Winter Is Coming! Time to Get Prepared

Stay Safe and Warm This Winter

By Sara Yaniga, Macaroni KID Chicago November 13, 2021

Winter is coming, whether we want to admit it or not, and the only predictable thing about a Chicago winter is that it can be...well, unpredictable.  Here are some tips to get you and your family ready for those colder months ahead.

Start with your Home:

Check out some of these great tips on how to protect your home from our friends at Country Financial:

  • Disconnect your garden hoses. If you leave your garden hoses connected during winter, any water left inside the hose could freeze and cause the lining to crack. Also, if the main nozzle on your hose freezes, the ice could put pressure on the pipes connected to your house which could cause them to crack or burst.
  • Keep the heat on. If you plan on being away from your home for a long period of time, do not turn off your heating system. We recommend you set your thermostat at 65 degrees or higher. This will help prevent pipes from freezing and bursting under extreme weather and temperature conditions. Additionally, it is a good idea to leave your cabinet doors open and the faucet dripping at a pencil-thin stream during extremely cold temperatures.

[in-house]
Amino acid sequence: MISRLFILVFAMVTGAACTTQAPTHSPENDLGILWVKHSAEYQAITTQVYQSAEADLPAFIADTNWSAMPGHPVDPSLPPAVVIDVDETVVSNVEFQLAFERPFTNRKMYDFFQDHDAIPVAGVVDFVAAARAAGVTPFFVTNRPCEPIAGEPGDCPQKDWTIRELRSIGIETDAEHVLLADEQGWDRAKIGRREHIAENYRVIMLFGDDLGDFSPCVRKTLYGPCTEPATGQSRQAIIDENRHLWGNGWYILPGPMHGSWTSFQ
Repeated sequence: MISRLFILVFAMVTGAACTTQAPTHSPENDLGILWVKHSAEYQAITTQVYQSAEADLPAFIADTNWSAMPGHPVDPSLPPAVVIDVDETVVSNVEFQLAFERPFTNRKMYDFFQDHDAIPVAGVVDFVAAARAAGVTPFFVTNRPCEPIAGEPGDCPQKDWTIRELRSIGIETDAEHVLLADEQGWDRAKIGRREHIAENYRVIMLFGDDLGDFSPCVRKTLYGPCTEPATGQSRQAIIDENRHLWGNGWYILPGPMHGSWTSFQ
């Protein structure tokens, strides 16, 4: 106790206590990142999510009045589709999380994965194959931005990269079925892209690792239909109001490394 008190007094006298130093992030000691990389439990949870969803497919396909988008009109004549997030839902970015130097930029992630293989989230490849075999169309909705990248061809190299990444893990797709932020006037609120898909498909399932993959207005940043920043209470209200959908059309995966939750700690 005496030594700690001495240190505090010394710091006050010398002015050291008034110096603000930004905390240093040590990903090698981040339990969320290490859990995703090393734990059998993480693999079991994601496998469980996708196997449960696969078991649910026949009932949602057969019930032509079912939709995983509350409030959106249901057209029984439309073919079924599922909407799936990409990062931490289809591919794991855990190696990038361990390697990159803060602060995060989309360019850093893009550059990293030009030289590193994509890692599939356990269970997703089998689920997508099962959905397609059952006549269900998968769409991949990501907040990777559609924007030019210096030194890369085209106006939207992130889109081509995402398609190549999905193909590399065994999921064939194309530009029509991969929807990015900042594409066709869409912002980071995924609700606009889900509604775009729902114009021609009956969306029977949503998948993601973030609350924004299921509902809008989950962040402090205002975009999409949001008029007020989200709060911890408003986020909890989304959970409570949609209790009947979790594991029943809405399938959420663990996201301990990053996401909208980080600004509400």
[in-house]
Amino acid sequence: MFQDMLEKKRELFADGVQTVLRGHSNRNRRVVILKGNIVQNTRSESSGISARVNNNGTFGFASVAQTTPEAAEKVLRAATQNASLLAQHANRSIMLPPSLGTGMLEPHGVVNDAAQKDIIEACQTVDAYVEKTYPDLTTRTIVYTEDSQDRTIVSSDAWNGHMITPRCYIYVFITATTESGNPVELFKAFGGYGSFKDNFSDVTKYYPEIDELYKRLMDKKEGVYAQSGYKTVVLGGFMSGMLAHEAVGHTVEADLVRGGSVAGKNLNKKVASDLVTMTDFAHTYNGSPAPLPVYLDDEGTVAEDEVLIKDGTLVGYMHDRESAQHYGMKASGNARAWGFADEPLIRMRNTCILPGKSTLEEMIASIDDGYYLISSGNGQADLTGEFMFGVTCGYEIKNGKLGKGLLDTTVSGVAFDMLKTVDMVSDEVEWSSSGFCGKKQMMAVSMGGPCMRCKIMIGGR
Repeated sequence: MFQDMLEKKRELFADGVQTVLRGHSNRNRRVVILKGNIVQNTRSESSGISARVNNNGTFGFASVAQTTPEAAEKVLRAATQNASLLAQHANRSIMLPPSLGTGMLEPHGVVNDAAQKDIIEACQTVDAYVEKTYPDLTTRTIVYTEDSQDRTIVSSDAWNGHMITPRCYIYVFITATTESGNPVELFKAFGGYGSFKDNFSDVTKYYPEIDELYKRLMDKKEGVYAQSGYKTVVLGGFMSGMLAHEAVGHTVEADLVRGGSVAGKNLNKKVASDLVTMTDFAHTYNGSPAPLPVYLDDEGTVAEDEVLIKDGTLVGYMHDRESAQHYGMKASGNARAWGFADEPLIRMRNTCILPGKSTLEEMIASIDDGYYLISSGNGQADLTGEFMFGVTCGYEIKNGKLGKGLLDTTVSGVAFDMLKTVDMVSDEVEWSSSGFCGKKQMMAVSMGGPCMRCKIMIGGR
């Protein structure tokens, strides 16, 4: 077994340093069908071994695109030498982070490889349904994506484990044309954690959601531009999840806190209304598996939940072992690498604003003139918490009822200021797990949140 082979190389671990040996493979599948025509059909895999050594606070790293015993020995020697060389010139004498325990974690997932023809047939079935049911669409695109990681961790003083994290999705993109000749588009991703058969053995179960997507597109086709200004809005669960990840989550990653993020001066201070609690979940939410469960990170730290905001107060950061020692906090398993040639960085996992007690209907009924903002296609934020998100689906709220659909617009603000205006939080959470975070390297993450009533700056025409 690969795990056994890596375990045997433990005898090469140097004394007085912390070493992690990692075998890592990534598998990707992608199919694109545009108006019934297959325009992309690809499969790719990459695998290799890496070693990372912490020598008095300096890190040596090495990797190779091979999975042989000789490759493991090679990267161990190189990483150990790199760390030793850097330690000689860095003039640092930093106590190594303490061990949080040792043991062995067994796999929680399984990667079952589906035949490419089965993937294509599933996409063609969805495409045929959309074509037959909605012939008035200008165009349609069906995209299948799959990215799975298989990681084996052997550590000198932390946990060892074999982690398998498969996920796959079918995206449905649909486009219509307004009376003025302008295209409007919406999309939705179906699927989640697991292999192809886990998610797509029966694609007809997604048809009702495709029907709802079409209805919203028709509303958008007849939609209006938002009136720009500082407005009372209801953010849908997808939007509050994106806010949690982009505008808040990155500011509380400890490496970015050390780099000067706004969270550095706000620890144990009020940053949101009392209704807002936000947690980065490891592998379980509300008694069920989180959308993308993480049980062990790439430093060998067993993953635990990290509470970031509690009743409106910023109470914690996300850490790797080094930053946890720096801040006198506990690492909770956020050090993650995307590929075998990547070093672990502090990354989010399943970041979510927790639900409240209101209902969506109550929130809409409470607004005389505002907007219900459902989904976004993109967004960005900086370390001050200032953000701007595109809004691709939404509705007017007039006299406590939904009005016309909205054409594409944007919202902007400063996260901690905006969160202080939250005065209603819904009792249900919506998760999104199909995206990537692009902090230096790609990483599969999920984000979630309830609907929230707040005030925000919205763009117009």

• Shut off your water main if you’re going away. Some homeowners like to turn off their water when they’re away from their homes for a long period of time. You likely have two shut off handles: one before and one after the water meter. We suggest you shut off the one before the meter. Then, relieve the pressure in the system by opening all faucets in your home. Leaving the faucets open while you’re gone is up to your own discretion.
  • Clean out your egress window wells. Keeping your window wells clean helps ensure drains in the wells are free of any leaves or garbage, allowing for proper drainage.
  • Seal your driveway. Consider sealing your driveway if you haven’t done it before. Doing this before it gets too cold will help protect your driveway from the salt the city uses on the streets during the winter months.
  • Clean out your gutters. Removing leaves and other debris from your gutters before winter can help prevent ice from forming inside the gutters. This can potentially prevent “ice damming,” which can cause severe damage to the interior of a home.
  • Take care of your furnace. When is the last time you’ve changed your furnace filter? Make sure you are keeping up with your filter changes and be sure to call your HVAC service provider for your fall service check-up before winter hits.
  • Look for and cut away dead tree branches, especially those that pose a possible hazard to your home or property